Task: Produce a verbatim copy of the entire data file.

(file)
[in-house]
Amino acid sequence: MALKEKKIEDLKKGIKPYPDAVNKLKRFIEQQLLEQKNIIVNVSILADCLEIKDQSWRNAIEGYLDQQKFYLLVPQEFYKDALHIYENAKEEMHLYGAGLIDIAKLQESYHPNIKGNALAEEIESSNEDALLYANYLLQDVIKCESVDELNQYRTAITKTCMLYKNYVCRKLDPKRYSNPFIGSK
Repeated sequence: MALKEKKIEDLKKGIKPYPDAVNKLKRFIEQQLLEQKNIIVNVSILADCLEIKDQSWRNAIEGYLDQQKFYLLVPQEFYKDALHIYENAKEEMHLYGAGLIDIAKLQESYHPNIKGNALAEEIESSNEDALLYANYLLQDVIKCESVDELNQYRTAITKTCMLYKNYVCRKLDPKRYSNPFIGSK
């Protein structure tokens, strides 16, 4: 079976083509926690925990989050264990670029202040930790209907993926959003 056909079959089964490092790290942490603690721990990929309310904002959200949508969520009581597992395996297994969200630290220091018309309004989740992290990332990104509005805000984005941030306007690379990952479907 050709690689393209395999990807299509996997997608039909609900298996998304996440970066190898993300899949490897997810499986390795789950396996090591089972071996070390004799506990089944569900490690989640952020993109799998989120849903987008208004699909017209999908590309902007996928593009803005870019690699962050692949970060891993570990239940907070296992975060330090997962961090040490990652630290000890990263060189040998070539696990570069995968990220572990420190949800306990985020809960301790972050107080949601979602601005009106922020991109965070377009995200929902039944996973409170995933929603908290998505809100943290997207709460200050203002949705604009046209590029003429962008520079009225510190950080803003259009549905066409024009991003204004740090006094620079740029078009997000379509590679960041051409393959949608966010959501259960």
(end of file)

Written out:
[in-house]
Amino acid sequence: MALKEKKIEDLKKGIKPYPDAVNKLKRFIEQQLLEQKNIIVNVSILADCLEIKDQSWRNAIEGYLDQQKFYLLVPQEFYKDALHIYENAKEEMHLYGAGLIDIAKLQESYHPNIKGNALAEEIESSNEDALLYANYLLQDVIKCESVDELNQYRTAITKTCMLYKNYVCRKLDPKRYSNPFIGSK
Repeated sequence: MALKEKKIEDLKKGIKPYPDAVNKLKRFIEQQLLEQKNIIVNVSILADCLEIKDQSWRNAIEGYLDQQKFYLLVPQEFYKDALHIYENAKEEMHLYGAGLIDIAKLQESYHPNIKGNALAEEIESSNEDALLYANYLLQDVIKCESVDELNQYRTAITKTCMLYKNYVCRKLDPKRYSNPFIGSK
């Protein structure tokens, strides 16, 4: 079976083509926690925990989050264990670029202040930790209907993926959003 056909079959089964490092790290942490603690721990990929309310904002959200949508969520009581597992395996297994969200630290220091018309309004989740992290990332990104509005805000984005941030306007690379990952479907 050709690689393209395999990807299509996997997608039909609900298996998304996440970066190898993300899949490897997810499986390795789950396996090591089972071996070390004799506990089944569900490690989640952020993109799998989120849903987008208004699909017209999908590309902007996928593009803005870019690699962050692949970060891993570990239940907070296992975060330090997962961090040490990652630290000890990263060189040998070539696990570069995968990220572990420190949800306990985020809960301790972050107080949601979602601005009106922020991109965070377009995200929902039944996973409170995933929603908290998505809100943290997207709460200050203002949705604009046209590029003429962008520079009225510190950080803003259009549905066409024009991003204004740090006094620079740029078009997000379509590679960041051409393959949608966010959501259960």